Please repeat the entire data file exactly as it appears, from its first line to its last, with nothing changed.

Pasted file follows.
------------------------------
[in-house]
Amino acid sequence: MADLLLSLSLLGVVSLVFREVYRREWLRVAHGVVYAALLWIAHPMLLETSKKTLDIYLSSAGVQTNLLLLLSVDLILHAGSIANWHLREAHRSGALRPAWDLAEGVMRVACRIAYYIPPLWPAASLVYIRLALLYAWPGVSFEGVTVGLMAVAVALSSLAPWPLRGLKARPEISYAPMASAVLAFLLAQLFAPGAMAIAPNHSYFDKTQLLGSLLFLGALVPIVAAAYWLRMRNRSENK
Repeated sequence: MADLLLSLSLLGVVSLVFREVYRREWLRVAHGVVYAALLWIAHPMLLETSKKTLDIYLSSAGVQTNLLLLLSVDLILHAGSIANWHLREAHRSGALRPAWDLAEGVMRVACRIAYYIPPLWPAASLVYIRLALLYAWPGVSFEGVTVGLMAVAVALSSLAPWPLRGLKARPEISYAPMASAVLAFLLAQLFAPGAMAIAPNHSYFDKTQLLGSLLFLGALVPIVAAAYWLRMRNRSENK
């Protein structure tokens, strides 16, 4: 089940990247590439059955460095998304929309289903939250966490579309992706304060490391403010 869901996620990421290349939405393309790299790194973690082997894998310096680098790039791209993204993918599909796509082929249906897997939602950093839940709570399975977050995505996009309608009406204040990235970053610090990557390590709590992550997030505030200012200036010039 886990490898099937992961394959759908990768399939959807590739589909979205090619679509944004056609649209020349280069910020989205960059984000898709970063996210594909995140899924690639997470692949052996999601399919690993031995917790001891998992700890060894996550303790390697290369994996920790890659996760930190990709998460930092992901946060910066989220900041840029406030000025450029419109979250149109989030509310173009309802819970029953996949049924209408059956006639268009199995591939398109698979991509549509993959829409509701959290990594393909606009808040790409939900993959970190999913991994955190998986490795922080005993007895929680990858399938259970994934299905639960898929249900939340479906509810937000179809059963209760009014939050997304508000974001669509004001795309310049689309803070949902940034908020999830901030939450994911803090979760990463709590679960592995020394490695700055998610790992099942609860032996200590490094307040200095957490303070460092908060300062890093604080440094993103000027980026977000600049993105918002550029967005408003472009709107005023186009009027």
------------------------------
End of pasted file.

[in-house]
Amino acid sequence: MADLLLSLSLLGVVSLVFREVYRREWLRVAHGVVYAALLWIAHPMLLETSKKTLDIYLSSAGVQTNLLLLLSVDLILHAGSIANWHLREAHRSGALRPAWDLAEGVMRVACRIAYYIPPLWPAASLVYIRLALLYAWPGVSFEGVTVGLMAVAVALSSLAPWPLRGLKARPEISYAPMASAVLAFLLAQLFAPGAMAIAPNHSYFDKTQLLGSLLFLGALVPIVAAAYWLRMRNRSENK
Repeated sequence: MADLLLSLSLLGVVSLVFREVYRREWLRVAHGVVYAALLWIAHPMLLETSKKTLDIYLSSAGVQTNLLLLLSVDLILHAGSIANWHLREAHRSGALRPAWDLAEGVMRVACRIAYYIPPLWPAASLVYIRLALLYAWPGVSFEGVTVGLMAVAVALSSLAPWPLRGLKARPEISYAPMASAVLAFLLAQLFAPGAMAIAPNHSYFDKTQLLGSLLFLGALVPIVAAAYWLRMRNRSENK
């Protein structure tokens, strides 16, 4: 089940990247590439059955460095998304929309289903939250966490579309992706304060490391403010 869901996620990421290349939405393309790299790194973690082997894998310096680098790039791209993204993918599909796509082929249906897997939602950093839940709570399975977050995505996009309608009406204040990235970053610090990557390590709590992550997030505030200012200036010039 886990490898099937992961394959759908990768399939959807590739589909979205090619679509944004056609649209020349280069910020989205960059984000898709970063996210594909995140899924690639997470692949052996999601399919690993031995917790001891998992700890060894996550303790390697290369994996920790890659996760930190990709998460930092992901946060910066989220900041840029406030000025450029419109979250149109989030509310173009309802819970029953996949049924209408059956006639268009199995591939398109698979991509549509993959829409509701959290990594393909606009808040790409939900993959970190999913991994955190998986490795922080005993007895929680990858399938259970994934299905639960898929249900939340479906509810937000179809059963209760009014939050997304508000974001669509004001795309310049689309803070949902940034908020999830901030939450994911803090979760990463709590679960592995020394490695700055998610790992099942609860032996200590490094307040200095957490303070460092908060300062890093604080440094993103000027980026977000600049993105918002550029967005408003472009709107005023186009009027």